In the midst of their ruminations, they find a mysterious tunnel, which in due course leads them to all manner of amazing wheres and whens and whats and whos, many of whom are not who they seem. Most amazing of all, they meet adults who not only listen but even value what they have to say.

Fred and George, in essence, get to live every ingenious, thoughtful kid's dream.

In the book's synopsis on Amazon, it's likened to The Wind in the Willows, and I can most assuredly see that in the characters' interactions and relationships to one another. However, the literary similarity that struck me most, from the very first page, was A.A. Milne's Winnie-the-Pooh. Everything from Fred's propensity to sit and Think (Pooh), to various characters' fussing (Rabbit) and pontification (Owl) about the cause of the Energy Drain and how to solve it made me smile all throughout my reading of the book.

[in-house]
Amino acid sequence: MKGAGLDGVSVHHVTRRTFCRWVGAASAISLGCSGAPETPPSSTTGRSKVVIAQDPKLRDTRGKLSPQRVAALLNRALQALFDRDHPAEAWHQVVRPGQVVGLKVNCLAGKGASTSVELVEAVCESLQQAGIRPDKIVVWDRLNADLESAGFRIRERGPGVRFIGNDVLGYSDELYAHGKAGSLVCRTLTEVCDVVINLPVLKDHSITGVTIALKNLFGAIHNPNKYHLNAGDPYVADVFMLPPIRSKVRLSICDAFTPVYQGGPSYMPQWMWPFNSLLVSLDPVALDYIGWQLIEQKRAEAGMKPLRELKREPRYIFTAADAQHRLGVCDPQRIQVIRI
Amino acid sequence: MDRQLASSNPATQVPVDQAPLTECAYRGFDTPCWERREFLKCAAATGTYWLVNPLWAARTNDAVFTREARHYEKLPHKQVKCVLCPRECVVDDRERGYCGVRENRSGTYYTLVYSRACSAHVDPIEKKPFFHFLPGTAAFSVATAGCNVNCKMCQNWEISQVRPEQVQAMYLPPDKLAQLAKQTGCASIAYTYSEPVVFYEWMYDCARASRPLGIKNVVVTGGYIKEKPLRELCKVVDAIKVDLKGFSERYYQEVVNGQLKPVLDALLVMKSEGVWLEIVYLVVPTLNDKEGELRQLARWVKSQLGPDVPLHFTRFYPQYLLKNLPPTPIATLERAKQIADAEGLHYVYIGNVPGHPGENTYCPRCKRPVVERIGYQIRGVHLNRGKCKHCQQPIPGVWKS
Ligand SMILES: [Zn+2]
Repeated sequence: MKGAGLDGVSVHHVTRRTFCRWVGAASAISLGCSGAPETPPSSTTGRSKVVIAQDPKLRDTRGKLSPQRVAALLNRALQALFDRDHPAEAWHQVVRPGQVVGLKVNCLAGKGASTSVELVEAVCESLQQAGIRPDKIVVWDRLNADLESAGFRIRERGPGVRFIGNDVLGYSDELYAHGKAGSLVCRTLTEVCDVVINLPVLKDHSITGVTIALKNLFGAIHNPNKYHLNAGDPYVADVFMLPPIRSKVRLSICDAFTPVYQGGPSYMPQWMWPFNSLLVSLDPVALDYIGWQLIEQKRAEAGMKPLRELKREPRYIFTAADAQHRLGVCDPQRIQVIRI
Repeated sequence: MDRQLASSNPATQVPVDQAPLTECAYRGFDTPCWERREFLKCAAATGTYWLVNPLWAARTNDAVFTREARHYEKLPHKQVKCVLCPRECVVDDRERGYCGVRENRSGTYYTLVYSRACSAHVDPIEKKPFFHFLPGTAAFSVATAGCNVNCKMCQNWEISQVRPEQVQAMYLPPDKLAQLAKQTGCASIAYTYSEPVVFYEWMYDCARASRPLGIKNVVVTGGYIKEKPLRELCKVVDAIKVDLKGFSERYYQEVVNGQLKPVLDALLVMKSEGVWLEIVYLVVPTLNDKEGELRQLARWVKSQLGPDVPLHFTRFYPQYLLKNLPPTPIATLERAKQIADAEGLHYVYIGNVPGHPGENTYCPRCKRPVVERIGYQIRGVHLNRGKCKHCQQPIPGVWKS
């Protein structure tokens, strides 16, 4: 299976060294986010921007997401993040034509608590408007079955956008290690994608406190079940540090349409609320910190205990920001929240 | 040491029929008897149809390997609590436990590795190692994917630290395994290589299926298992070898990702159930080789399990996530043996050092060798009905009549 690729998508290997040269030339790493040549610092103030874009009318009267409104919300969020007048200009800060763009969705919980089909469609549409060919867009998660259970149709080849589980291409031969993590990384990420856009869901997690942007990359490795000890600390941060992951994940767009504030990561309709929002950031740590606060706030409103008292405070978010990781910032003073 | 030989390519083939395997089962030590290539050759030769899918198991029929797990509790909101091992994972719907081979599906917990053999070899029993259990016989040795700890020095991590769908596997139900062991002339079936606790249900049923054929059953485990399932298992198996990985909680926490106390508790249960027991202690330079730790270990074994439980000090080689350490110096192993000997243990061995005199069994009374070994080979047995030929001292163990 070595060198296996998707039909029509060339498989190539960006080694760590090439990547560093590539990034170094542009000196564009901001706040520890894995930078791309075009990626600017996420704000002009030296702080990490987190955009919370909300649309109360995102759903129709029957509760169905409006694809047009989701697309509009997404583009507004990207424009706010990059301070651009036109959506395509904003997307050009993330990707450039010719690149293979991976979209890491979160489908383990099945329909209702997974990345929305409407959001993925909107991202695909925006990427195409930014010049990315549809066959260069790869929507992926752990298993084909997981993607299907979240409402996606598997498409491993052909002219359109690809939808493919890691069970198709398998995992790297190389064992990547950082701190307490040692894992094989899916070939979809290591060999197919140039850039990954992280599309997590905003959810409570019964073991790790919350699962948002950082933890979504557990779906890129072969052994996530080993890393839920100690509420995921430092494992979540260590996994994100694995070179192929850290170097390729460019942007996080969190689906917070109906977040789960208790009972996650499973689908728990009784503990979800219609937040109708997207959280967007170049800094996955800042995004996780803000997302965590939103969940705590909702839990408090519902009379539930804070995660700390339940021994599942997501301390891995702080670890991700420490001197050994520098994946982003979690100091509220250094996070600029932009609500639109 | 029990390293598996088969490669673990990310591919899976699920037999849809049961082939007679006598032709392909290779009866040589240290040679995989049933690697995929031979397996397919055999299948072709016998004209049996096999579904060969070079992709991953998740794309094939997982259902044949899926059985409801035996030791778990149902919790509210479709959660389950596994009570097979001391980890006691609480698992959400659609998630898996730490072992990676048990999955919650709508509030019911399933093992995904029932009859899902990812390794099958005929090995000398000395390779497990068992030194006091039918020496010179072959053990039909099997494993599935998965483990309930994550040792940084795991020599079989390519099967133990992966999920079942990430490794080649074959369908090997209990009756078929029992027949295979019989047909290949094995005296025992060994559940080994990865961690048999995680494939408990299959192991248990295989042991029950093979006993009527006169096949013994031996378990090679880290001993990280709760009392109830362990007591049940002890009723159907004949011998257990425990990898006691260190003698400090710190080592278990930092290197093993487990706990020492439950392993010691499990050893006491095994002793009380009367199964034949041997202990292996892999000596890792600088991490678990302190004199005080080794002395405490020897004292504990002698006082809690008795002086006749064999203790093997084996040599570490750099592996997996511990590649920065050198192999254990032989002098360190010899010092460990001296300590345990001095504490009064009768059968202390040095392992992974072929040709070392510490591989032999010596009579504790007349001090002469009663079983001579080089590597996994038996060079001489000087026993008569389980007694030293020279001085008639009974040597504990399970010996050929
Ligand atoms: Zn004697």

The main—and laugh-out-loud zany—scientific issues presented in The Princelings of the East, especially regarding how the world's diet cola becomes "diet" and the process's effect upon the environment, pleasantly brought to mind The Starlight Barking by Dodie Smith, sequel to her much more famous work, The Hundred and One Dalmatians.

The synopsis also describes The Princelings of the East as being "suitable for good readers aged 10 and over," emphasis mine. Girls as well as boys will enjoy following Fred and George's adventures to other castles and eras, but it does require some mental calisthenics to keep everything sorted.

And I view that as a Very Good Thing. In today's culture where the propensity is to dumb down children's programming and literature, the world could do with more Princelings to help our kids hone their mental faculties while presenting fun puzzles and fascinating scenarios. The good news is that there are several more Princelings novels in this series!